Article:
“According to the researchers, the emotionality and passivity of women in most of the advertisements analyzed perpetuates the idea that women are not in control of the creation and usage of technology.”
Sure, there’s certainly something to be said for what’s realistic, what’s expedient versus lofty goals of changing minds one tech video at a time. But it’s also a miserable failure of follow-through to never challenge stuff like this, particularly if you’re a vocal mouthpiece of this need for equality. Demand that women in tech be taken seriously, but don’t bother to inject women into your outward-facing communications efforts?
False face, fucked filter
When I write that we ‘curate’ the reality around us, it’s very much the same concept as people who end up reading only news or ideas that confirm their bias or worldview. Sometimes it works for us (opening us up and guiding us to new and interesting places) but often works against us (letting the walls close in, making a truly fucked-up filter through which to see (or not see) the world and its realities). I’d guess my own ‘curation’ (a word/concept that is so overused that I hate using it here) is strange and eclectic because I want to ‘taste and see’ (Levertov) everything. Even the stuff that hurts, even the stuff I vehemently oppose.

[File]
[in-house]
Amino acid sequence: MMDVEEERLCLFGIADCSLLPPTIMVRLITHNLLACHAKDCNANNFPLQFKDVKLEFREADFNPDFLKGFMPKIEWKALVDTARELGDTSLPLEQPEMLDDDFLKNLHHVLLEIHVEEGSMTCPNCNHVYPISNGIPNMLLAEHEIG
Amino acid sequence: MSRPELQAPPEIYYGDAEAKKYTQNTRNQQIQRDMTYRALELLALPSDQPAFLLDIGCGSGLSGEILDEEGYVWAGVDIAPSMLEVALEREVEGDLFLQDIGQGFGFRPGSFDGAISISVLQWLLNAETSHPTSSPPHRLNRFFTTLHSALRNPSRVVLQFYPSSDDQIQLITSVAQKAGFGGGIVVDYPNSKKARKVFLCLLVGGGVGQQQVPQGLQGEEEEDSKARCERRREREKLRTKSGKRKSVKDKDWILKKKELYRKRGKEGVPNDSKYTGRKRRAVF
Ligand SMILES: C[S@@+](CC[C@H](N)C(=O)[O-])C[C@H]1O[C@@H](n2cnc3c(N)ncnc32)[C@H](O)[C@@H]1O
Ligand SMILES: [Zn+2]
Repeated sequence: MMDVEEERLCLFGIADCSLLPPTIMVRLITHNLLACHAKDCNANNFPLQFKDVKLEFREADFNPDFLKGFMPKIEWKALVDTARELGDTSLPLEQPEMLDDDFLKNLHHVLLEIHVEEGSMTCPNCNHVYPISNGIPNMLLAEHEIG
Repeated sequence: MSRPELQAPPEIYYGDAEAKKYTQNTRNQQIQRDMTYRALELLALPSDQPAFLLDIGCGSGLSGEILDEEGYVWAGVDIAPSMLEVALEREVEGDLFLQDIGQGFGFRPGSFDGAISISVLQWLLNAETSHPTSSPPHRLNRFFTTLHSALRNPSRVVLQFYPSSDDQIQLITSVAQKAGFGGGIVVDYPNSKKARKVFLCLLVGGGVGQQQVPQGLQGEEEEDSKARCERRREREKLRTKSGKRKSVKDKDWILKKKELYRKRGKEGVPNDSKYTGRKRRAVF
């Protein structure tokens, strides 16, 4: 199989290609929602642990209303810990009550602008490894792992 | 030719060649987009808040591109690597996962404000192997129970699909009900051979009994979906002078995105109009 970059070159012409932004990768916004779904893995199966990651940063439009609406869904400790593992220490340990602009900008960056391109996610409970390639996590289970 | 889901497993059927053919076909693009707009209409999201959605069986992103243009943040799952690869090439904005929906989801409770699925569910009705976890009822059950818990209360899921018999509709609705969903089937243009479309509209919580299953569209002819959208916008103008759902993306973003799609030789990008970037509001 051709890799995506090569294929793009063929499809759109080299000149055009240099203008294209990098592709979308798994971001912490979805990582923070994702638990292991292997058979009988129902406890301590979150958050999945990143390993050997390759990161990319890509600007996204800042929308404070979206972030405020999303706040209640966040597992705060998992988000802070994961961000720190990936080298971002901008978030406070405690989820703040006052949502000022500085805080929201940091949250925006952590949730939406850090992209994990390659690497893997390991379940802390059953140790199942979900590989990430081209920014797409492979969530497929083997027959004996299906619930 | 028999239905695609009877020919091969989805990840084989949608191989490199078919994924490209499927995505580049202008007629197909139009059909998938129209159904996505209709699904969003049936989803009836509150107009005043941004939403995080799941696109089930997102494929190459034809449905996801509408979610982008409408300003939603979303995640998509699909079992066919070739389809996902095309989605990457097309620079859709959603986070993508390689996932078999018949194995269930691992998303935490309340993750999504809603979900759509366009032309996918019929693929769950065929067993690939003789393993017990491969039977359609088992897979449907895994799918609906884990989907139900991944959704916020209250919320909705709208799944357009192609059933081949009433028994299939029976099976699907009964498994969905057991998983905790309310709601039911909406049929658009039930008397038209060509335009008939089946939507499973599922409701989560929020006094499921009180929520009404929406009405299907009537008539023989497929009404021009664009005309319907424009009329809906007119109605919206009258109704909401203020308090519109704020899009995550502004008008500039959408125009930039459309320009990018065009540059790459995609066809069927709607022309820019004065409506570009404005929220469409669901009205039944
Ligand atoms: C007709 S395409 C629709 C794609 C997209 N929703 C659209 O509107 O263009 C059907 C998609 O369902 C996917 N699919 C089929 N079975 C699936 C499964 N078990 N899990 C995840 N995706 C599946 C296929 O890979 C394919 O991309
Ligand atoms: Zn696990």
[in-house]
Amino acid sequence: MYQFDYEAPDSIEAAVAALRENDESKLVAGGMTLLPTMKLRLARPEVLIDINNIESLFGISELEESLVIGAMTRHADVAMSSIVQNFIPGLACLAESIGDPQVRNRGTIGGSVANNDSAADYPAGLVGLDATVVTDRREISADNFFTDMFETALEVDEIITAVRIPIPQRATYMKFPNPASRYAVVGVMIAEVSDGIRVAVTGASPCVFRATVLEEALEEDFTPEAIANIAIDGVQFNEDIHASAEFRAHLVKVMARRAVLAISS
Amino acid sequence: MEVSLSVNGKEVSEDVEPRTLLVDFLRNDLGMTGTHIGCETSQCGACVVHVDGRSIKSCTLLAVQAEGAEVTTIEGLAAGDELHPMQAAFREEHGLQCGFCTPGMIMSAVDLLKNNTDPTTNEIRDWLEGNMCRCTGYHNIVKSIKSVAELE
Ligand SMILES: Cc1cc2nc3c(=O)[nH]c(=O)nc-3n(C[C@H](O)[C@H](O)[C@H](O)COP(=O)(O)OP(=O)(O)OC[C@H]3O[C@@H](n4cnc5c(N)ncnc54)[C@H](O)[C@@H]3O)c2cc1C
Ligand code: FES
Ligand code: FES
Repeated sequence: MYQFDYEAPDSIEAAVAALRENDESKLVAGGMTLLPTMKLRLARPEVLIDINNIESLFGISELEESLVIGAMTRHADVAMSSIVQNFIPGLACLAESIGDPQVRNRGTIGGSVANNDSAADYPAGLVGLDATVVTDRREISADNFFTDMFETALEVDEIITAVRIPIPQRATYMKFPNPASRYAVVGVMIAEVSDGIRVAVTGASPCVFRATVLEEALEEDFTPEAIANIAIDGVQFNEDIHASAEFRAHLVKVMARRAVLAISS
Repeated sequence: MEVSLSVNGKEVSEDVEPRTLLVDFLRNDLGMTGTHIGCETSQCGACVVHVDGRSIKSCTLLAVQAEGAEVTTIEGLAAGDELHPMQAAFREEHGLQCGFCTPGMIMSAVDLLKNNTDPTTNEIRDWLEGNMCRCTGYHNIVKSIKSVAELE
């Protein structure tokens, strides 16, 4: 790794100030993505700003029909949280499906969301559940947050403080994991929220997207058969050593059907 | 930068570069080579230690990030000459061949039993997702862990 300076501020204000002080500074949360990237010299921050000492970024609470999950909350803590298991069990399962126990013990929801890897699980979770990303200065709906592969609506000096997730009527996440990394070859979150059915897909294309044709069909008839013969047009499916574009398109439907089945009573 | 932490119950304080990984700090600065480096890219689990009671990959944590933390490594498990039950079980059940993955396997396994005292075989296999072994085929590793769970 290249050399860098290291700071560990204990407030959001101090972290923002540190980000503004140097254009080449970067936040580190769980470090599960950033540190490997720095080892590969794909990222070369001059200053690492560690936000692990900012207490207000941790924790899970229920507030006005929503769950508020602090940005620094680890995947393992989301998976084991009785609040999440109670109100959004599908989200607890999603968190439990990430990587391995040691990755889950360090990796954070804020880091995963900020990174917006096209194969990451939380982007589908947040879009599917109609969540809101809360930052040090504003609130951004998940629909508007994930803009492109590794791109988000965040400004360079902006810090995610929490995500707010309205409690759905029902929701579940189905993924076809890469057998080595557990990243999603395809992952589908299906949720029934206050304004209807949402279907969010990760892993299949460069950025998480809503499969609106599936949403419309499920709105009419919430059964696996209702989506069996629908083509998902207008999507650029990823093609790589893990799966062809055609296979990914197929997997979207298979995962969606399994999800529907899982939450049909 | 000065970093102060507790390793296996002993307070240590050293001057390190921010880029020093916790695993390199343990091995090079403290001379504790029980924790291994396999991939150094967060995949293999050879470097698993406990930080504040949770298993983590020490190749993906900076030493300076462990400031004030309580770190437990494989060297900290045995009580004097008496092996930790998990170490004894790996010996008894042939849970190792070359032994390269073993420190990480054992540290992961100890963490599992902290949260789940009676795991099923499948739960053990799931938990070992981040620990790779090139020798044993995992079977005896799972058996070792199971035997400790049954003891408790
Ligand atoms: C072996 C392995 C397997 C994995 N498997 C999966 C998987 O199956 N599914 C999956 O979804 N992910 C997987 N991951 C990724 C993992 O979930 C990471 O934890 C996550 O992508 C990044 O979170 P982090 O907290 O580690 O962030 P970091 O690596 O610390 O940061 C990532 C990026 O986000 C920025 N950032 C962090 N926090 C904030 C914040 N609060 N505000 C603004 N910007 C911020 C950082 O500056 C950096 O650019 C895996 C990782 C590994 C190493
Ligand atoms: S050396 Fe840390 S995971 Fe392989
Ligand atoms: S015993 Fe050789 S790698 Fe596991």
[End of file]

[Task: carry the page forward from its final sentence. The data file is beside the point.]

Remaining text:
But the point here is that even the most casual path taken generates its own trails of interconnectivity. Against this backdrop of ‘false/when-convenient feminism’, I had just read Roxane Gay’s Hunger, which in and of itself is not a ‘feminist’ book (she has written a much-read book on the subject, though, called Bad Feminist) but deals with issues germane to the subject (identity and ‘sub-identities’, e.g. being black, being the child of immigrants, being female, being queer, being a victim of sexual assault, being fat, etc.). It’s not a vast leap to go from Gay’s book to Too Fat, Too Slutty, Too Loud by Anne Helen Petersen, which explores various aspects of behavior that have been off-limits for or criticized in women. Petersen examines ways in which a handful of famous women exemplify these “too much” traits, getting at the heart of the fear that comes with stepping outside the lines and being (or being perceived as) the “unruly women” Petersen cites in her title. Petersen begins by discussing “acceptable” female celebrities who cultivate a tightly controlled brand (interestingly, I read this on the heels of Naomi Klein’s No Logo, which was written at a time when ‘personal branding’ was in its infancy) as a counterpoint to the women who do and say what they want and in doing so become points of “fascination and disgust”, e.g. Serena Williams, Lena Dunham, Hillary Clinton, Madonna, Nicky Minaj, among others). It’s a lot more nuanced than that. I suggest you read the book.